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Meyer Sound Founder Returns to Monterey with Leo Family for Iconic Festival's 50th Celebration
USA – In June of 1967, a young John Meyer traveled from Berkeley to a festival site in Monterey where he supervised set-up of the on-stage amplifier systems he had designed – in a last-minute rush – for a relatively obscure blues-rock guitarist named Steve Miller. Fifty years later to the day, Meyer returned to Monterey, this time confident in knowing an entire commemorative festival would be heard through a Leo Family linear reinforcement system designed and built by his company, Meyer Sound.
The Monterey International Pop Festival launched 1967's "Summer of Love," an auspicious time when John Meyer not only met his future wife and business partner, Helen, but also realised that his passion for sound would be channeled into an exploding new market for high-level concert reinforcement.
"At that time it was all brand new, with this whole new style of music just coming out of the woodwork," Meyer recalls. "I realised that we would have to start building a whole new generation of equipment that could cope with this level of outdoor festival, systems that could be not just loud but also articulate. Monterey really opened things up. It was an important event, and I knew it was not going to fade away."
This year's event, officially titled Monterey International Pop Festival Celebrates 50 Years, was jointly produced by Another Planet Entertainment and Goldenvoice in association with the Monterey International Pop Festival Foundation. Meyer Sound was chosen as the official sound partner.
Helen Meyer did not attend the 1967 festival, but she shares in the excitement of the anniversary gathering. "It's very special," she says. "It's almost surreal. It feels great to have the system all Meyer Sound, and to know that what started with one small stage system inspired John to create this amazing array of equipment we have now, and to know all these new bands will be experiencing it."
Another Planet's Gregg Perloff stressed that ensuring great sound was a top priority. "Sound is so important in a setting like this, and we wanted to make sure it would be perfect. We are an independent entertainment company based in Berkeley, and fortunately the world's top sound equipment manufacturer happens to be another Berkeley-based independent company. Meyer Sound proved to be an ideal partner for this year's return."
One important goal for the production team was to revive the spirit – the 'vibe' – of the 1967 event while still recognising the music of today's younger artists. One solution was to keep a unified focus at a single stage.
"At other big festivals you have people running all over to see different acts at different stages," Perloff notes. "Here, everybody comes together at one stage. It may mean something different to each person, but at least everybody has the opportunity to join together to hear all this fabulous music at the same time."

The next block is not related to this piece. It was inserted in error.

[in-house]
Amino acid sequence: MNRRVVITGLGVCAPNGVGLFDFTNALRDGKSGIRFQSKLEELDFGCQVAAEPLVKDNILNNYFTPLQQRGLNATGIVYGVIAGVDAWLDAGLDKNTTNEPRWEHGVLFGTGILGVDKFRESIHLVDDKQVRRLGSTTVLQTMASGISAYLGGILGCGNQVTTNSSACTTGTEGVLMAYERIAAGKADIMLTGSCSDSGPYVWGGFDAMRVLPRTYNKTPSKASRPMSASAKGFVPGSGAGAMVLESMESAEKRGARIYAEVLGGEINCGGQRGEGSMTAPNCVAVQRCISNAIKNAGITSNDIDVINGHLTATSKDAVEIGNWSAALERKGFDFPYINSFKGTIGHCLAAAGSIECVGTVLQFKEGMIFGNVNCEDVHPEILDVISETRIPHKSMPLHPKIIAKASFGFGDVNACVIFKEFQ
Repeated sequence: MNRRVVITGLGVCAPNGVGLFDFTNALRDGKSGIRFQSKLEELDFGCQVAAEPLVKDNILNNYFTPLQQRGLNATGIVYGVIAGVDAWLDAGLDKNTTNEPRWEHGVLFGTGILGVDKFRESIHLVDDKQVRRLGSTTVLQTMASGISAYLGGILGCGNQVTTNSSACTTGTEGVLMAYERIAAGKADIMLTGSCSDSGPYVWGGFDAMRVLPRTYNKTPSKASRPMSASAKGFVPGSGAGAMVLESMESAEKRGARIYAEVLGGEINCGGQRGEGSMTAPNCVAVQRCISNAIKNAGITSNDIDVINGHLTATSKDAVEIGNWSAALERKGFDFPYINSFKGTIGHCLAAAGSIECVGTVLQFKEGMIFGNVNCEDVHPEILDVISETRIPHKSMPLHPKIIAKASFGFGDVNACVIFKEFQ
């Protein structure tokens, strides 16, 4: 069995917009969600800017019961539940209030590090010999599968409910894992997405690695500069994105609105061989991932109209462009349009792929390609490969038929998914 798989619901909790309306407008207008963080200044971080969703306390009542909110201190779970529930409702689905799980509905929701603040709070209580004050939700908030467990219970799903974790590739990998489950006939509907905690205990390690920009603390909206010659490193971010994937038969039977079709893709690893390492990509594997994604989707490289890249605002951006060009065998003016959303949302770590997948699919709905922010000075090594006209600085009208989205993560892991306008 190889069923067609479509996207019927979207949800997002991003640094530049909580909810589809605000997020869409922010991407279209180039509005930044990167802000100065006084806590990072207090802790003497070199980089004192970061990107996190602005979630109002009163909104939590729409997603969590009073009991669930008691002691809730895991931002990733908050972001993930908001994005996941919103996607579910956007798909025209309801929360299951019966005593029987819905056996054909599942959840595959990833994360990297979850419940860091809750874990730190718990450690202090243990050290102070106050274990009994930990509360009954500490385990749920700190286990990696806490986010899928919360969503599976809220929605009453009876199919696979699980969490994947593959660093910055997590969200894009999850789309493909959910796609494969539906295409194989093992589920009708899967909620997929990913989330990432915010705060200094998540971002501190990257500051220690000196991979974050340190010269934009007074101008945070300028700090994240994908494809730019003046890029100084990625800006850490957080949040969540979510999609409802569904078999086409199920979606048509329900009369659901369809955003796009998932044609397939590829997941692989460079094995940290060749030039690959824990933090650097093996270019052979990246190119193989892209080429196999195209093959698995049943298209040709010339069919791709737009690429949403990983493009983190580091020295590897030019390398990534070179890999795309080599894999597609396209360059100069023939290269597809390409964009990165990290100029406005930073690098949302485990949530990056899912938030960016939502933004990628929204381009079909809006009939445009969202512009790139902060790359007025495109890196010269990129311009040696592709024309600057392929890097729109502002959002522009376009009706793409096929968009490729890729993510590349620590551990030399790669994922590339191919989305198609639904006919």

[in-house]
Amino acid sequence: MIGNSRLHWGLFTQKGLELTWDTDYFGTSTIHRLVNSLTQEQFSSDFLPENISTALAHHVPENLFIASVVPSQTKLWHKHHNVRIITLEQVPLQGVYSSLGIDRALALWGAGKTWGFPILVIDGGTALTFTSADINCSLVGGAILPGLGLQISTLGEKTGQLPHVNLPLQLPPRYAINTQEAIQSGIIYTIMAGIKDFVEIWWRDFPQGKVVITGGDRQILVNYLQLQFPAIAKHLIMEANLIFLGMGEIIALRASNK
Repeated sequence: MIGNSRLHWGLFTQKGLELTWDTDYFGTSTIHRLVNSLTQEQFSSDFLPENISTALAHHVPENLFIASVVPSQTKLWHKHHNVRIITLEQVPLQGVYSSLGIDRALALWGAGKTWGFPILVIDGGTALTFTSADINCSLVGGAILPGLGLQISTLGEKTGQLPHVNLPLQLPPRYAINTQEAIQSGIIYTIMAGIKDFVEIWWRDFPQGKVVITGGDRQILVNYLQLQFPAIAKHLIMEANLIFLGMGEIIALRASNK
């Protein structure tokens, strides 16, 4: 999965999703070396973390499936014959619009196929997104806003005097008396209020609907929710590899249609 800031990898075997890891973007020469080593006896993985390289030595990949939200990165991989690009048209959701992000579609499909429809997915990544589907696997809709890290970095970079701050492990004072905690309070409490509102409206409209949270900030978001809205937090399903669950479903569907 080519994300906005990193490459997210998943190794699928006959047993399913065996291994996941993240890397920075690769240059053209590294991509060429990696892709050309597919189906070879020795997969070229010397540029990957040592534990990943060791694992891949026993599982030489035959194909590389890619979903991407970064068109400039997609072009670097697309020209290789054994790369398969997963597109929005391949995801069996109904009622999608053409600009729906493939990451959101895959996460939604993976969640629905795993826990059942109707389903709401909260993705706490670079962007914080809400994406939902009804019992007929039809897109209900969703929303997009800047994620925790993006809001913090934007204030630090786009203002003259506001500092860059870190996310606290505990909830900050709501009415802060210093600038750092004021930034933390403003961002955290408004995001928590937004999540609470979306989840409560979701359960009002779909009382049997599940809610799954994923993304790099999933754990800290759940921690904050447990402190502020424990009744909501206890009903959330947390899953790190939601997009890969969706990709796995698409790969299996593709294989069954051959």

Legendary folk-rock impresario Lou Adler, a pivotal figure in the 1967 festival and also involved in this year's event, is well aware of the changes brought about by that first seminal festival. "I'm proud of the fact that we treated all the artists with great respect, the way they should be treated, both on stage in performance and within the industry. And the fact that we are still talking about Monterey Pop 50 years later, I'm proud of that as well."
For his part, John Meyer was gratified to find that the way audiences respond to good music as heard through a good sound system has not changed over the last half century. "When these young bands get on stage and the crowds move forward – a mixture of younger and older fans – you can tell they are really engaged. They are not just observing something from the past. Yes, in some ways it's a different scene now, but there's still that same enthusiasm, the same excitement."
Headline acts for the 2017 festival included Jack Johnson, Leon Bridges, Norah Jones, Father John Misty, Gary Clark, Jr. and Regina Spektor. Michelle Phillips of the Mamas and the Papas – a group central to the original festival – made a guest appearance with The Head and the Heart. Three billed acts also featured 1967 veterans: Booker T. Jones with his Stax Revue (he backed Otis Redding), Eric Burdon and the (new) Animals, and the Grateful Dead's Phil Lesh with his Terrapin Family Band. As an appropriate echo of Steve Miller's "proto-Meyer" stage system of 1967, Lesh played through a custom amplification rig largely based around Meyer Sound components.
The main PA system at Monterey 2017, supplied by UltraSound, was anchored by main front arrays of 12 each Leopard line array loudspeakers with two per side MSL-4 loudspeakers as outfill. Bass was supplied by eight 1100-LFC and four 900-LFC low frequency control elements with six additional Leopard as front fill. The artist foldback system comprised 12 MJF-210 stage monitors, five 700-HP subwoofers, four MSL-4 for side fill, and one CQ-2 as drum fill top. The small Garden Stage, active only when the main stage was quiet, deployed a system with four CQ-1 loudspeakers, four 700-HP subwoofers and six UM-1 stage monitors.
27th June 2017
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